Two years after the release of their debut album SLUFF, Seattle-based rock band Naked Giants is back with their sophomore album, The Shadow.
COLLiDE caught up with band member Henry LaVallee to talk all things albums, social justice, the Seattle scene and life amidst the pandemic. Fans of genres such as post-punk, surf rock, and alternative sungenres are certain to love Naked Giants’ The Shadow.
What’s some music that you’ve been listening to lately?
T. Rex, Khrungbin, Charlie Parker, Gilberto Gil.
Do you have any comfort albums?
The 1975, I love the production. Then Dave Matthews Band (live), Vince Guaraldi Trio (Charlie Brown music), and the Motion City Soundtrack. I love the drums and songwriting.
If you had to pick a song on The Shadow that most embodies your personality, which would you pick? Do you have one or a few?
“Song For When You Sleep” really embodies how I create melodies along with chords, and “The Shadow” really embodies how I like to have fun with drums at different tempos and dynamics.
How has your sound evolved from 2018’s SLUFF to 2020’s The Shadow? Or even from 2016’s R.I.P. EP?
I feel like the songs on The Shadow are more for listening and playing live, whereas songs from SLUFF and R.I.P. are more for dancing to at a house show. I think The Shadow as a whole piece is a bit more grand, a bit more developed, refined, and purposeful.
Given the past few months where we’ve seen really heavy topics come back into the collective conscious—national protests in defense of Black lives being one and rampant abuse allegations within the music scene being another—what are your stances on these things? Once concerts are back, what do you plan to do to ensure that women, non-binary people, trans people, and people of color feel both protected and welcome at your shows?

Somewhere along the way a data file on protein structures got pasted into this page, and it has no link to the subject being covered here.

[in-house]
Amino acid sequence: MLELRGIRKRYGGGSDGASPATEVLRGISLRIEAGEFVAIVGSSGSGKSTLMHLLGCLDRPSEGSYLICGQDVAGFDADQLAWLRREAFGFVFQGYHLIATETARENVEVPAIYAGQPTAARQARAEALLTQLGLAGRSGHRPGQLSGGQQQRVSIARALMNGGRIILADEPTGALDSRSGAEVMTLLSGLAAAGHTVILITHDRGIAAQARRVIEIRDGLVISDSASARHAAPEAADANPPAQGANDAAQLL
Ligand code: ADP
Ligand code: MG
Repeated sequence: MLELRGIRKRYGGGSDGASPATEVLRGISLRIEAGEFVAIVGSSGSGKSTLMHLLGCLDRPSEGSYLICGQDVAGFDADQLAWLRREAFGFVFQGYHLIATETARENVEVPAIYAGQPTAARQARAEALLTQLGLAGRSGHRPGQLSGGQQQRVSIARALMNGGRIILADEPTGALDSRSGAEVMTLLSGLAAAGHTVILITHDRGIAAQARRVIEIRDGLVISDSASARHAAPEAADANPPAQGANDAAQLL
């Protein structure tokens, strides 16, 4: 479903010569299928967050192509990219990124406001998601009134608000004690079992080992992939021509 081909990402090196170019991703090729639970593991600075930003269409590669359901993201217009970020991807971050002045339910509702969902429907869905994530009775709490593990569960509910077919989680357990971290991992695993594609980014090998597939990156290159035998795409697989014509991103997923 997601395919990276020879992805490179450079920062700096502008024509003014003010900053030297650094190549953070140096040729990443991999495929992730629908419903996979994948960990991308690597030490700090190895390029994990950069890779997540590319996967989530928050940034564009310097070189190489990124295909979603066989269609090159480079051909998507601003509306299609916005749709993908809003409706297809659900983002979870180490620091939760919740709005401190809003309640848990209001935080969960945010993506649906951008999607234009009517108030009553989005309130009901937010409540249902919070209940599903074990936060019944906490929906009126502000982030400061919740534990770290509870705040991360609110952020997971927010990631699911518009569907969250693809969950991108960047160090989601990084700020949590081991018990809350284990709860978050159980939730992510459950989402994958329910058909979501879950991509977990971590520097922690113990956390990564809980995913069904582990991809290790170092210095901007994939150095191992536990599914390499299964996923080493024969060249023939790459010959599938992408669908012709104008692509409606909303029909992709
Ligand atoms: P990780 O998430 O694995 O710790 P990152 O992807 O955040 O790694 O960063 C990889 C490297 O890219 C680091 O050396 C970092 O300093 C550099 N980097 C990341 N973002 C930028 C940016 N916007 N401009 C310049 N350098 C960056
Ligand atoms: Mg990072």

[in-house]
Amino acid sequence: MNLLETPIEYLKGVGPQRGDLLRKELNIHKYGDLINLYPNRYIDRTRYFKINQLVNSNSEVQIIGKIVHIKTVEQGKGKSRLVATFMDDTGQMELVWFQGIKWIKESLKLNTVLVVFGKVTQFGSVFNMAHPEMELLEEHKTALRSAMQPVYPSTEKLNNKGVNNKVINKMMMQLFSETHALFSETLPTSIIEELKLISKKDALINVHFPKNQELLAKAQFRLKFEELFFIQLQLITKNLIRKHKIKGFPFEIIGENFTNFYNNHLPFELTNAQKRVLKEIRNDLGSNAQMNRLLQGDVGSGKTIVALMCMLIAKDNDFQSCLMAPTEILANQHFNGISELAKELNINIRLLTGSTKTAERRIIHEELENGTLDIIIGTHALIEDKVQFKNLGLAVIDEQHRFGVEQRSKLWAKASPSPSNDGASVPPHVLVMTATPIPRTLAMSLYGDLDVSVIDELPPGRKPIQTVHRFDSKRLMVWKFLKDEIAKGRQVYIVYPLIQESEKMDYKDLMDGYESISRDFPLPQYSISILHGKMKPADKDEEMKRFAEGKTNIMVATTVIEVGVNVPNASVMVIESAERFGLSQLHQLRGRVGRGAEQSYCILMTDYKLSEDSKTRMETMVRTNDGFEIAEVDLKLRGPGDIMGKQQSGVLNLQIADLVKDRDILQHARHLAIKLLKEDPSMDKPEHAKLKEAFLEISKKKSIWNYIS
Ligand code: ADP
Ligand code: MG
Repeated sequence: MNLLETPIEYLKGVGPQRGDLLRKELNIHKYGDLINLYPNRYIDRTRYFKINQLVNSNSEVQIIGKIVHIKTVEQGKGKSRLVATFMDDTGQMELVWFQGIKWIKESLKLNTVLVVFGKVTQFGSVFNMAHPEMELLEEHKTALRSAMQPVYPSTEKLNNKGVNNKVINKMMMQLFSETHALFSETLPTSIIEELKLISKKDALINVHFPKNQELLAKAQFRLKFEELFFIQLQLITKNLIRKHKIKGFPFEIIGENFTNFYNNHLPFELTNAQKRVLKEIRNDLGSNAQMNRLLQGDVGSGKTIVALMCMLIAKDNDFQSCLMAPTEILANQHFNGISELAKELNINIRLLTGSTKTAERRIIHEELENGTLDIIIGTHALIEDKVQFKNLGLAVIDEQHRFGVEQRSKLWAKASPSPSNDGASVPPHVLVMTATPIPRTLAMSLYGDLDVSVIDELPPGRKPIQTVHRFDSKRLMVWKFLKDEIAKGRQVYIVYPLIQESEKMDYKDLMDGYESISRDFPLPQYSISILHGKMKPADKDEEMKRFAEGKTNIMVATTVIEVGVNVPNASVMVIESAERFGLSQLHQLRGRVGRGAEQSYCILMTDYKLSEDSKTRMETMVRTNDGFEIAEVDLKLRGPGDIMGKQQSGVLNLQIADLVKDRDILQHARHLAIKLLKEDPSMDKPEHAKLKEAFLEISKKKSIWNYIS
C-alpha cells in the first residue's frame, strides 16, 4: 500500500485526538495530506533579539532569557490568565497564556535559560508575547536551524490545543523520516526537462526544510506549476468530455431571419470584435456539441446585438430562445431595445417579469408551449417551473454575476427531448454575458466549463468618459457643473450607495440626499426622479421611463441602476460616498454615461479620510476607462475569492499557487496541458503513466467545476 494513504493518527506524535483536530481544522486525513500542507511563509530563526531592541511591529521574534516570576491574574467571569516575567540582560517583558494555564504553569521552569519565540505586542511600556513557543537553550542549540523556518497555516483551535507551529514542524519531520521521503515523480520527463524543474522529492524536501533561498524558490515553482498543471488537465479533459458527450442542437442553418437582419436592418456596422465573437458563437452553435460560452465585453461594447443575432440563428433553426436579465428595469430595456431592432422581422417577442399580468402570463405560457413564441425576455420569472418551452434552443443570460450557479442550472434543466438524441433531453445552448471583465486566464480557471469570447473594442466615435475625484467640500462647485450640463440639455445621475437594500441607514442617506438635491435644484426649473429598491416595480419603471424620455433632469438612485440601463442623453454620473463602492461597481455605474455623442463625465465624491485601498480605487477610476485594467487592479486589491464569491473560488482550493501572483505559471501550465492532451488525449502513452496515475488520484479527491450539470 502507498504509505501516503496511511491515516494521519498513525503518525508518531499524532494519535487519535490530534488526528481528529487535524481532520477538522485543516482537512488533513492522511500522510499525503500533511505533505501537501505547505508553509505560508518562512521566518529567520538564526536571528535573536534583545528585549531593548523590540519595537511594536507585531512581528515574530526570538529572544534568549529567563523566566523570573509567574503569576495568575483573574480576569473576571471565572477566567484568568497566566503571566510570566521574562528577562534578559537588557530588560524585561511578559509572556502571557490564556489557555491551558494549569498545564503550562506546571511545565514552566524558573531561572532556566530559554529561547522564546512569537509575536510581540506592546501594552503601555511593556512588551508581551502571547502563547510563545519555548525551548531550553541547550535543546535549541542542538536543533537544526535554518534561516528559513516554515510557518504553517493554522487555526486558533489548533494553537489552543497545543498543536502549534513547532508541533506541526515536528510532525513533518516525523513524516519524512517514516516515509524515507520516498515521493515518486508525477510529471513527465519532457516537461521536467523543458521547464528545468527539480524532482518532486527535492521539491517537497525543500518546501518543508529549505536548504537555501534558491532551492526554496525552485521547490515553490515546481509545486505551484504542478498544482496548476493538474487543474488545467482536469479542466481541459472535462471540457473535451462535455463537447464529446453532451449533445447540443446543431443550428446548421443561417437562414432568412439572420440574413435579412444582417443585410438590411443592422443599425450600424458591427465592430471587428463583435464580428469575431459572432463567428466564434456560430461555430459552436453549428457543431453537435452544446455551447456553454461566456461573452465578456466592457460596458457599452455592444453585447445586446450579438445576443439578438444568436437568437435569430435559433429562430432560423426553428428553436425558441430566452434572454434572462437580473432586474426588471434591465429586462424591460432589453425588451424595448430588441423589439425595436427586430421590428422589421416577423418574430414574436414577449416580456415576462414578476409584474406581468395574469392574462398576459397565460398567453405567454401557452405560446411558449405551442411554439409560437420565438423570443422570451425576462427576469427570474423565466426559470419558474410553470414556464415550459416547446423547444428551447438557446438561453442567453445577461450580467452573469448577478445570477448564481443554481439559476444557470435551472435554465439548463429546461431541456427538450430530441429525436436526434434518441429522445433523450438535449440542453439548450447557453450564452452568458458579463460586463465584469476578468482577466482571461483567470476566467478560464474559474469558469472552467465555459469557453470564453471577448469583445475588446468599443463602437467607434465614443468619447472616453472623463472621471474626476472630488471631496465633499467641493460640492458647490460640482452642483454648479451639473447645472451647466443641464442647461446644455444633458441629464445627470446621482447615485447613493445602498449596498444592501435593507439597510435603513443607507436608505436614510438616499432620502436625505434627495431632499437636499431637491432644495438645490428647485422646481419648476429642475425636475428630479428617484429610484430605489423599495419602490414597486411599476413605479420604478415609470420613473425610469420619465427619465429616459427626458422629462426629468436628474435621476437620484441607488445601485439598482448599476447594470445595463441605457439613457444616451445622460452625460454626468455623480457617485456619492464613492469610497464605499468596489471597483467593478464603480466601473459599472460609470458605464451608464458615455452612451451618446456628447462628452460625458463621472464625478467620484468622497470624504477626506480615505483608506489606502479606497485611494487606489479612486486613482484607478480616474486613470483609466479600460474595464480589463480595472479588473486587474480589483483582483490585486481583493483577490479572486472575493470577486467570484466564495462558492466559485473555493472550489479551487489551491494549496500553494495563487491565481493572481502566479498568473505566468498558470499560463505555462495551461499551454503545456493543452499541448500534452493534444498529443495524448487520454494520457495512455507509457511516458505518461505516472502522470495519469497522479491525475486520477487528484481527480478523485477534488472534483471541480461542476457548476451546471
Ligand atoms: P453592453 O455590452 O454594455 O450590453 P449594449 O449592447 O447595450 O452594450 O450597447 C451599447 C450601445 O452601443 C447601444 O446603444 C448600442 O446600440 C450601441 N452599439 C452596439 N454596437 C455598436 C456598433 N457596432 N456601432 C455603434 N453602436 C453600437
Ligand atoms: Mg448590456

As far as concerts go, I’d like to encourage safety, community and accountability. It is difficult for us to be mosh pit police at our own shows, though we have done that before. I think we need to continue being examples of the change we want to see in the world. Encourage concert goers to be respectful when on the dance floor, encourage/request venues to provide a gender-neutral bathroom (which we’ve done for the past few years), and I’d also like to see more diverse bills. Instead of multiple rock bands, why not have a jazz band, and a fusion band open, or a folk band, and a comedian, or an electronic artist/DJ, or a local hip hop group, or a soul artist. I think that this would encourage different communities to come out and interact with music lovers that they would not normally get to interact with. We all like music, so why shouldn’t we all share the love that is going to live shows!
On a more lighthearted note, what are you most looking forward to through the end of the year?
Living with my partner in the apartment we recently moved into together. Also writing and learning more on the guitar.
If you could give any piece of advice to your listeners, what would that be?
The only person you need to compare yourself to is who you were yesterday. And drink water and take a deep breath.
Listen to The Shadow now:
Photo by: Rachel Bennett